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Part 2 of 5 – Suffered Serious Injuries

As a result of the above described failures on the part of Defendant’s staff, Plaintiff fell on August 6, 2009 and suffered serious injuries. Because staff failed to provide toileting assistance, she ambulated to the bathroom unassisted and when she attempted to get up from the commode, she fell. According to the 8/6/09 nurse’s note, when staff found her (it is unknown how long she had been lying on the floor), she had on “bedroom shoes” with food on the bottom which were “very slippery” as a result. Thus, not only had staff failed to keep the floor clean of food and other debris, they also failed to provide Plaintiff with non-skid footwear. When staff picked Plaintiff up from the floor, she immediately complained of pain in her left wrist and she was sent to the hospital for evaluation. Plaintiff’s son was notified. However, her son was told by staff that his mother had purportedly fallen “in the shower.”

At the hospital, the Plaintiff was in “severe pain,” per the Physician’s Clinical Report. The report also documented severe tenderness, swelling and a deformity consistent with a forearm fracture. An x-ray revealed two fractures: a fractured ulna, and a “severely displaced” fracture of the radius. Plaintiff’s arm was placed in a splint and she was told to follow-up with her orthopedic.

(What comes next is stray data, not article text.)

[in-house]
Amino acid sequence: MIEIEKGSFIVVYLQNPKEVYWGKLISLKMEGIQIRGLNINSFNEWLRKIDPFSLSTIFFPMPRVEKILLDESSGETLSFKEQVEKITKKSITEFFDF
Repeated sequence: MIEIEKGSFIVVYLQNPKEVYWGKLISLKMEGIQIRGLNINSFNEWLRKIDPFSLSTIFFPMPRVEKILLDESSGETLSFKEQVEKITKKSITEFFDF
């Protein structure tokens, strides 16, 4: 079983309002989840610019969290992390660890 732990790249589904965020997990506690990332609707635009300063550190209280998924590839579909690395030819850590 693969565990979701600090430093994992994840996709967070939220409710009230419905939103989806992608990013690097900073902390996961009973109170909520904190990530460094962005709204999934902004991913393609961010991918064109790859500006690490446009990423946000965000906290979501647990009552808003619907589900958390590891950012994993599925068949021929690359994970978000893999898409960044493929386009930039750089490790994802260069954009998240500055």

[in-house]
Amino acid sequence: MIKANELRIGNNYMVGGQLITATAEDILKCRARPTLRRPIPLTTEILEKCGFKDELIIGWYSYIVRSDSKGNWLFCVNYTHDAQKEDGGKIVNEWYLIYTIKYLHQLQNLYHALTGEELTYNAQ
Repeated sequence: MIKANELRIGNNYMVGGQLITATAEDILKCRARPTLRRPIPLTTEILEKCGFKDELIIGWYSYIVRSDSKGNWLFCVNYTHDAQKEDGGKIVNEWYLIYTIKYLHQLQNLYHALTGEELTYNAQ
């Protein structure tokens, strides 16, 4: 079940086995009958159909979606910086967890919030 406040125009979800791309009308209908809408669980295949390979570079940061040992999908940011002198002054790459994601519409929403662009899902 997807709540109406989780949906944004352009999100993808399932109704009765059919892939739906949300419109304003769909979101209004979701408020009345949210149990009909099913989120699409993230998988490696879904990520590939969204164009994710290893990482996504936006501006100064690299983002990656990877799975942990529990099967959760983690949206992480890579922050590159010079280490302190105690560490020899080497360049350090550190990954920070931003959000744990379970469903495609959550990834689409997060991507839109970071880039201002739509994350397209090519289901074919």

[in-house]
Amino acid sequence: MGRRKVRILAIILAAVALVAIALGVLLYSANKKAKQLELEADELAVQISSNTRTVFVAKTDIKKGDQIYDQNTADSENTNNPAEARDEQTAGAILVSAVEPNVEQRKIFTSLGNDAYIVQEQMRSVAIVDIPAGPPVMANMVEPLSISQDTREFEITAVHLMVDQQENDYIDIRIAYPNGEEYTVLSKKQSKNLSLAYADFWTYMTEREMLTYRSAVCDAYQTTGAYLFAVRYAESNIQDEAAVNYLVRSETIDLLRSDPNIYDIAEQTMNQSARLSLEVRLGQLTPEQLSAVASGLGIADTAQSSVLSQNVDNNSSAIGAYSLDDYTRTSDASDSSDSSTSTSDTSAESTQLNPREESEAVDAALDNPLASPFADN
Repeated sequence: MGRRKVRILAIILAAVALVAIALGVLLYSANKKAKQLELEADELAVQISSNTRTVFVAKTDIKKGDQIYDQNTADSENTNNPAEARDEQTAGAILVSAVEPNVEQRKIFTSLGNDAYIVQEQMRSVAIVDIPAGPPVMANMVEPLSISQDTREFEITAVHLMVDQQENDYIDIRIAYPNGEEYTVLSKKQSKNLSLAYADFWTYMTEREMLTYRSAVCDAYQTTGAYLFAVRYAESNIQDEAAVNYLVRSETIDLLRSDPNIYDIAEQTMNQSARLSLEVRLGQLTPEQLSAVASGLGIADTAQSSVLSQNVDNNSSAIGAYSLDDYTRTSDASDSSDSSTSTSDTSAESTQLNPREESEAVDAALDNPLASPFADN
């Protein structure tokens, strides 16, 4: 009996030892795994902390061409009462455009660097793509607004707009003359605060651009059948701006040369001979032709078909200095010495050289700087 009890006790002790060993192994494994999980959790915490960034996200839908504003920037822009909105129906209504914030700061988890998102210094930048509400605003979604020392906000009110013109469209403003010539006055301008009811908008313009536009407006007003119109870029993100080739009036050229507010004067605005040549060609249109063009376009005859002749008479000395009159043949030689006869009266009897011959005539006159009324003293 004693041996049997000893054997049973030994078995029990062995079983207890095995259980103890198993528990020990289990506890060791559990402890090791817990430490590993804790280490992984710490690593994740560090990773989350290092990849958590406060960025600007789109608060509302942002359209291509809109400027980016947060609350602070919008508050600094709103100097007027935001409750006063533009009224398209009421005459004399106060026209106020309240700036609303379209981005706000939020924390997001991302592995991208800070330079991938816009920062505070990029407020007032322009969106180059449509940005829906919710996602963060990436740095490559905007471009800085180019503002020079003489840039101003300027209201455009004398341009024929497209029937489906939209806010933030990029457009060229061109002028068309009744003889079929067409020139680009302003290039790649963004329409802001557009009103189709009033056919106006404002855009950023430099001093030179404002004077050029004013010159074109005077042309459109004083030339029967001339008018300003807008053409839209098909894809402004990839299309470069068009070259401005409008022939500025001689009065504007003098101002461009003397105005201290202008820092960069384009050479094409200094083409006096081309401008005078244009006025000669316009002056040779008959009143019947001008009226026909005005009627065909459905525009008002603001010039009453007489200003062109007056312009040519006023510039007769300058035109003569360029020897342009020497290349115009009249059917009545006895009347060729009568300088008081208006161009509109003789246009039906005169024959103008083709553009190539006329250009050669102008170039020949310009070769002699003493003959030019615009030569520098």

The Plaintiff saw her orthopedic the next day. According to a physician progress note dated August 7, 2009, the Plaintiff had an “obvious deformity in her wrist.” An x-ray showed a “95% displaced” radius fracture. The family opted against surgery, given Plaintiff’s age and medical condition. Plaintiff’s orthopedic concurred and felt that a closed reduction and casting was a better option for her. The orthopedic performed a closed reduction maneuver (i.e. he manually re-set the two fractured bones, causing the Plaintiff severe pain) and placed the Plaintiff’s arm in a splint. Even after the procedure, post-reduction x-rays still showed 20% displacement of the radius fracture, as well as a shortening of the wrist. Plaintiff thereafter continued to see her orthopedic over the next 7 months, during which time her left wrist and arm remained either in a cast or splint. During this time, the fractures never healed completely, and instead Plaintiff developed crepitus, and her wrist at the fracture site continued to tilt backwards over time with increased comminution, and ultimately the fracture site became “extremely shortened” and a permanent deformity developed at the wrist the size of a golf ball. See the color photos produced during pre-suit.

As a result, Plaintiff permanently lost the use of her left wrist, her physical and occupational therapy notwithstanding, which in turn required an increased level of assistance with all of her activities of daily living. Additionally, Plaintiff suffered from severe, chronic pain for which she required pain medication. At one point, the pain became so severe that she was switched to a narcotic pain medication (Vicodin). Further, according to the psychiatric notes in her chart, the Plaintiff was unable to sleep at night and became depressed due to the pain in her left wrist.

Continue reading: Part 3 of 5 – Not Deemed to be High Fall Risk >>